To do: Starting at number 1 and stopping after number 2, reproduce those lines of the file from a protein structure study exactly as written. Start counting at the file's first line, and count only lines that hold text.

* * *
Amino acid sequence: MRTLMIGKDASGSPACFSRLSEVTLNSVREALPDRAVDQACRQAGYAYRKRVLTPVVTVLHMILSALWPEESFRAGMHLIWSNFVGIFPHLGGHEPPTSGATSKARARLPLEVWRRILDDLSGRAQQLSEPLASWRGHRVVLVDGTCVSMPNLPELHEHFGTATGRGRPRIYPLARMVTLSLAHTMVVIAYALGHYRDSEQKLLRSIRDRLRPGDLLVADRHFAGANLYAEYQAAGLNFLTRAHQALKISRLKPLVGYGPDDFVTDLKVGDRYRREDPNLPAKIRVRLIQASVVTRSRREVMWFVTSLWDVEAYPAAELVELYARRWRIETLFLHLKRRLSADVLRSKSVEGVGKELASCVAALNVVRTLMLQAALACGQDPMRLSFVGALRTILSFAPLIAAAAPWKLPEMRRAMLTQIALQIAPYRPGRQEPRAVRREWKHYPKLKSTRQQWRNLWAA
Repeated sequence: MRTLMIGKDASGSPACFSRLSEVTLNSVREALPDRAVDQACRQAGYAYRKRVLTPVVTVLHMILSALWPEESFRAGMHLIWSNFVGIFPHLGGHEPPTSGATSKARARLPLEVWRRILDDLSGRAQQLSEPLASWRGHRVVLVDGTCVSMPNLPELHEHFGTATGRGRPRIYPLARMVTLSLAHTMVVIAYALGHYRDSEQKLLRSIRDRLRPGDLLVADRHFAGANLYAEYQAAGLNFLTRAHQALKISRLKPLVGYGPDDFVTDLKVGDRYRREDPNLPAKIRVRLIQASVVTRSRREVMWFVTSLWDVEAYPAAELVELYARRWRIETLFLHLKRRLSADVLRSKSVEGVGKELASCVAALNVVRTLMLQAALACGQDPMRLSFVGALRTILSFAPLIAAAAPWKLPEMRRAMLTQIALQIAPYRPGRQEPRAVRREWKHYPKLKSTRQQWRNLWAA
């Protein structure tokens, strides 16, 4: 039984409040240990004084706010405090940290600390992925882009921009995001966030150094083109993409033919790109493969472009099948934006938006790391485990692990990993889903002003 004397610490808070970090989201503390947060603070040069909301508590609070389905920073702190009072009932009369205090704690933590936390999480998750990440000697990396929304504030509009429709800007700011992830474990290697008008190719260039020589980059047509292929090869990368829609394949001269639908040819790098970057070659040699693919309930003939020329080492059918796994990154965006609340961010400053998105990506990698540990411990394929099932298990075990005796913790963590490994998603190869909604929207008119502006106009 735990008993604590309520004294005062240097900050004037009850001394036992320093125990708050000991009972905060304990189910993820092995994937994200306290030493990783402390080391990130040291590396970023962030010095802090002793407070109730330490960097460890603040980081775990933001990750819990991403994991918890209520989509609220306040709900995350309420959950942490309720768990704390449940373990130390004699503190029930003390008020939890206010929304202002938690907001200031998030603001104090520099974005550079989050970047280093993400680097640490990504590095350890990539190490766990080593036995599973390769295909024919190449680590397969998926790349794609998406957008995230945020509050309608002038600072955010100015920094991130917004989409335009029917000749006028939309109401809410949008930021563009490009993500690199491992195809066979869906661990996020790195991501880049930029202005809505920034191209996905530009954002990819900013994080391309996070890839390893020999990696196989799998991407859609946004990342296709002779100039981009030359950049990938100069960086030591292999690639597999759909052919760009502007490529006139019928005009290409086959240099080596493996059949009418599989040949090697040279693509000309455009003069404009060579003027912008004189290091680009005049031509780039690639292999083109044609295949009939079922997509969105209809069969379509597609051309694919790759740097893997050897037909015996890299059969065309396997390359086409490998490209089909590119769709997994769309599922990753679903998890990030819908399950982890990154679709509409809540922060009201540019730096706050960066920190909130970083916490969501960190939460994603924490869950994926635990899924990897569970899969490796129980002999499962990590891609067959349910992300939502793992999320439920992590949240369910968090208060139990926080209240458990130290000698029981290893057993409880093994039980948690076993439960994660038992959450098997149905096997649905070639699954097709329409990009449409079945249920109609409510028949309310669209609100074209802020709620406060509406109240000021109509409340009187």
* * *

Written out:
Amino acid sequence: MRTLMIGKDASGSPACFSRLSEVTLNSVREALPDRAVDQACRQAGYAYRKRVLTPVVTVLHMILSALWPEESFRAGMHLIWSNFVGIFPHLGGHEPPTSGATSKARARLPLEVWRRILDDLSGRAQQLSEPLASWRGHRVVLVDGTCVSMPNLPELHEHFGTATGRGRPRIYPLARMVTLSLAHTMVVIAYALGHYRDSEQKLLRSIRDRLRPGDLLVADRHFAGANLYAEYQAAGLNFLTRAHQALKISRLKPLVGYGPDDFVTDLKVGDRYRREDPNLPAKIRVRLIQASVVTRSRREVMWFVTSLWDVEAYPAAELVELYARRWRIETLFLHLKRRLSADVLRSKSVEGVGKELASCVAALNVVRTLMLQAALACGQDPMRLSFVGALRTILSFAPLIAAAAPWKLPEMRRAMLTQIALQIAPYRPGRQEPRAVRREWKHYPKLKSTRQQWRNLWAA
Repeated sequence: MRTLMIGKDASGSPACFSRLSEVTLNSVREALPDRAVDQACRQAGYAYRKRVLTPVVTVLHMILSALWPEESFRAGMHLIWSNFVGIFPHLGGHEPPTSGATSKARARLPLEVWRRILDDLSGRAQQLSEPLASWRGHRVVLVDGTCVSMPNLPELHEHFGTATGRGRPRIYPLARMVTLSLAHTMVVIAYALGHYRDSEQKLLRSIRDRLRPGDLLVADRHFAGANLYAEYQAAGLNFLTRAHQALKISRLKPLVGYGPDDFVTDLKVGDRYRREDPNLPAKIRVRLIQASVVTRSRREVMWFVTSLWDVEAYPAAELVELYARRWRIETLFLHLKRRLSADVLRSKSVEGVGKELASCVAALNVVRTLMLQAALACGQDPMRLSFVGALRTILSFAPLIAAAAPWKLPEMRRAMLTQIALQIAPYRPGRQEPRAVRREWKHYPKLKSTRQQWRNLWAA